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My name is John Kramer and I am currently a Research Fellow at the Institute for Community Inclusion, University of Massachusetts Boston. My work focuses on research and evaluation of employment outcomes of people with disabilities, participatory research, and aging issues for families of people with disabilities. I am a new member of the American Evaluation Association.

Tip:

  • Universal Design Principle 3 is “simple and intuitive”. Incorporating clear, simple language in writing while also providing concrete, every day examples improves access in two ways:
  1. it clarifies your intention as a writer and helps you focus on the basic idea you are trying to convey
  2. it allows for more stakeholder access and participation.

Hot tips:

  • Use plain language. This means substituting simpler words for more complex ones. It also means writing sentences that are free of excessive subordination. Also, try to avoid unnecessary modifiers like “really, totally, very, only, quite,” which may interfere with clarity.
  • Use concrete, accessible examples including images when helpful. Try to think of examples to illustrate your writing that are easy to picture and relate to. Using images is a good approach as well when appropriate.
  • Use clear, parallel examples in your writing. For instance, if you frame an example as noun, verb, recipient noun, then make sure all your examples use the same order of presentation.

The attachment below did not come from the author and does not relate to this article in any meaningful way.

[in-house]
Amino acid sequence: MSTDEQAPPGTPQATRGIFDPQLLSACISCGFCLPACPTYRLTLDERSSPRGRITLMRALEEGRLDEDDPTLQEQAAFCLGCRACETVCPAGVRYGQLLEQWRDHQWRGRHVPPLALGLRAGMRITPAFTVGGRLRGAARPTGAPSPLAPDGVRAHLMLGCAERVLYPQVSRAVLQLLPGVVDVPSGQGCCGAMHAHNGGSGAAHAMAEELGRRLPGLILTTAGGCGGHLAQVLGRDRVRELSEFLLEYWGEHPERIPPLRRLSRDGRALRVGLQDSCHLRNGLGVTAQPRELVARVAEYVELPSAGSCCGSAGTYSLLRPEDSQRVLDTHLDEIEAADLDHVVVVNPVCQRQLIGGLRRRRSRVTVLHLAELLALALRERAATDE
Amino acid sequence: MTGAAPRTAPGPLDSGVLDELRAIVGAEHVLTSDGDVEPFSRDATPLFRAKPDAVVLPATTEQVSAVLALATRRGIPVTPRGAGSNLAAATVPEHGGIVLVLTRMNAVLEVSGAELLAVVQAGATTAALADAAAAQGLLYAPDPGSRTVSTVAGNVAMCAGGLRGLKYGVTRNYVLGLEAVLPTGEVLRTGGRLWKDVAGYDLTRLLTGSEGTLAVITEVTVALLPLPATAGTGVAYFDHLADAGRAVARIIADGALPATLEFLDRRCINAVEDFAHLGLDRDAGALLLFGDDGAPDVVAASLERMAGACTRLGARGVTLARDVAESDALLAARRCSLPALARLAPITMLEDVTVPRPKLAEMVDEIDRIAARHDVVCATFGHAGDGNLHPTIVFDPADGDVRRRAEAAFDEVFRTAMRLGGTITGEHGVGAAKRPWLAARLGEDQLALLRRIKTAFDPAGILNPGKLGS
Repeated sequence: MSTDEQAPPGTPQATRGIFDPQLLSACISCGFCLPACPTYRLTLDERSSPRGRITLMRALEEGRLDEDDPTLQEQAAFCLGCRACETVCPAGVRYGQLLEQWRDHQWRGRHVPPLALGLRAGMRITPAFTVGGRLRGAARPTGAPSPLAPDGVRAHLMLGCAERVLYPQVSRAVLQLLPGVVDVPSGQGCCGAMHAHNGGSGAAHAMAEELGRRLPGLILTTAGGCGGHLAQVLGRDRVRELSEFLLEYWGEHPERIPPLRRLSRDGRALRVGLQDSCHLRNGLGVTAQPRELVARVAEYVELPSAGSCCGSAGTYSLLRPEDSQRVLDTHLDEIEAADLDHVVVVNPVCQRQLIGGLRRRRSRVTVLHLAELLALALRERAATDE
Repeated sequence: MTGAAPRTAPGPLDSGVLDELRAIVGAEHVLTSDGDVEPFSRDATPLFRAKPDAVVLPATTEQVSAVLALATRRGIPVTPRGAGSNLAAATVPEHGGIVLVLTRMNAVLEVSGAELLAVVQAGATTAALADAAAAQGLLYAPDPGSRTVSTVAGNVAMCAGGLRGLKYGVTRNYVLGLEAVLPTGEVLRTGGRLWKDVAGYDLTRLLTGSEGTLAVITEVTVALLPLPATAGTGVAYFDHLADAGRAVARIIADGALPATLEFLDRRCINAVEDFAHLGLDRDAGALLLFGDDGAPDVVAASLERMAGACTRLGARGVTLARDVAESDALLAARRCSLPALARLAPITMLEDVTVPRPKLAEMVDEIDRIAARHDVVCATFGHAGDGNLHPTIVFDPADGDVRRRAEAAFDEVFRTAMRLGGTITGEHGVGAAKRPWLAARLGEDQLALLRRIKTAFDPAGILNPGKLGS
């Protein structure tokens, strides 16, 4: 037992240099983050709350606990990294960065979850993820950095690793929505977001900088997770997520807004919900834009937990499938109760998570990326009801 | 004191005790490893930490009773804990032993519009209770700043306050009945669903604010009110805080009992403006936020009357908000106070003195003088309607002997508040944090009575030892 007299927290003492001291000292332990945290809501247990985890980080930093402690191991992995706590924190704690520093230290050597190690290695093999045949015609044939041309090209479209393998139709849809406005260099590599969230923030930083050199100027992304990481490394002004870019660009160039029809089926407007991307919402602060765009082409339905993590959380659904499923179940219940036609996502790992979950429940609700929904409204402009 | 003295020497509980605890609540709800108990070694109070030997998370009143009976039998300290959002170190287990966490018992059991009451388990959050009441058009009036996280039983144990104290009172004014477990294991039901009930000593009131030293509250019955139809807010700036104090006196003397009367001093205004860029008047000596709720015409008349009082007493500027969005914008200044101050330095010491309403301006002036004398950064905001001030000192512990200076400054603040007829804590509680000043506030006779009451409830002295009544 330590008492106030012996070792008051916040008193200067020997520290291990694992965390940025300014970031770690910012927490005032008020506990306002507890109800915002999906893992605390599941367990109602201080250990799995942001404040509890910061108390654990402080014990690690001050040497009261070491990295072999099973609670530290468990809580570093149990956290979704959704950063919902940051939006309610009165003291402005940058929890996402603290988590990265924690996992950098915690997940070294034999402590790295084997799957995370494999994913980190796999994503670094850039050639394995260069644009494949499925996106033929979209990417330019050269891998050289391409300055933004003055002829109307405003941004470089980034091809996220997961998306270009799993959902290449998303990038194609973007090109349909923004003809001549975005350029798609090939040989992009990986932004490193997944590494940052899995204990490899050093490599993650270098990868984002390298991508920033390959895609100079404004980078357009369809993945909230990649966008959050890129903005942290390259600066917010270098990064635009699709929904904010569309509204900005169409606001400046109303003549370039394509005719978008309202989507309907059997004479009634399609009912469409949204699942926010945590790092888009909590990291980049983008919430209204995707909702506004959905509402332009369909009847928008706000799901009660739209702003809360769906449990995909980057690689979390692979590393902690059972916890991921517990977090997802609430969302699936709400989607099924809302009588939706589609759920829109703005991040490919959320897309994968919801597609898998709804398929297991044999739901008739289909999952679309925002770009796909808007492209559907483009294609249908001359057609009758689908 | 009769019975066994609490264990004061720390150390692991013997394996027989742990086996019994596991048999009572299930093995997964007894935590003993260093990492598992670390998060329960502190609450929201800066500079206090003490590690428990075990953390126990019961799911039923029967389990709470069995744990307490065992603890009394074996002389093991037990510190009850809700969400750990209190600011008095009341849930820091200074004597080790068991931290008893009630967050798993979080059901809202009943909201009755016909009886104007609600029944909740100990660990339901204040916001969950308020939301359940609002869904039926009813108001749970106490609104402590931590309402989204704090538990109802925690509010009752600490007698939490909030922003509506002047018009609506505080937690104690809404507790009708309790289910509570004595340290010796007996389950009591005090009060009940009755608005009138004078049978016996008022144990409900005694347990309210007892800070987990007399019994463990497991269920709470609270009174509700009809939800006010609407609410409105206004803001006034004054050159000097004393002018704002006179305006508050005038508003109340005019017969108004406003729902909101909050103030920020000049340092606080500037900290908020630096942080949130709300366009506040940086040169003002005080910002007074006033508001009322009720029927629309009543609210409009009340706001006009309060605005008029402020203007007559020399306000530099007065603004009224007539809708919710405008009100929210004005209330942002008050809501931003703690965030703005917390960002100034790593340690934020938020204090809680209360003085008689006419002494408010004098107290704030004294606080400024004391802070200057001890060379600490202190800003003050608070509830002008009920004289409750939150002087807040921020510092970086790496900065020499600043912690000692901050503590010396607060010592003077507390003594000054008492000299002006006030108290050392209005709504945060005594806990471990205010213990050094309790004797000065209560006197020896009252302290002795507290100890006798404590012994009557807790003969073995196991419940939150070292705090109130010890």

Rad Resources

There are many good resources for how to incorporate plain language and images into your work. A few especially helpful ones around the web are:

  • Plainlanguage.gov -A website by the United States Federal government that gives some useful strategies and examples in using plain language.
  • Grammar Girl -A website that provides some basic tips and tricks to clarify your writing. Not for cognitive access per se, but elements can be useful in UD.
  • Picture Planner – A website that illustrates an example of how pictures can be used to facilitate cognitive access.
  • Creative Commons -Here you can find free pictures that you can use, often with attribution, to illustrate your work and writing.

The American Evaluation Association is celebrating the Disabilities and Other Vulnerable Populations TIG (DOVP) Week. The contributions all week come from DOVP members. Do you have questions, concerns, kudos, or content to extend this aea365 contribution? Please add them in the comments section for this post on the aea365 webpage so that we may enrich our community of practice. Would you like to submit an aea365 Tip? Please send a note of interest to aea365@eval.org. aea365 is sponsored by the American Evaluation Association and provides a Tip-a-Day by and for evaluator.

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My name is Jennifer Sullivan Sulewski, Research Associate at the Institute for Community Inclusion, University of Massachusetts Boston. Most of my research and evaluation work has focused on improving employment and postsecondary education outcomes for people with disabilities. I am co-chair of AEA’s Disabilities and Other Vulnerable Populations (DOVP) TIG and co-author of the Universal Design for Evaluation Checklist. I have also had the pleasure of serving as curator for the DOVP Week.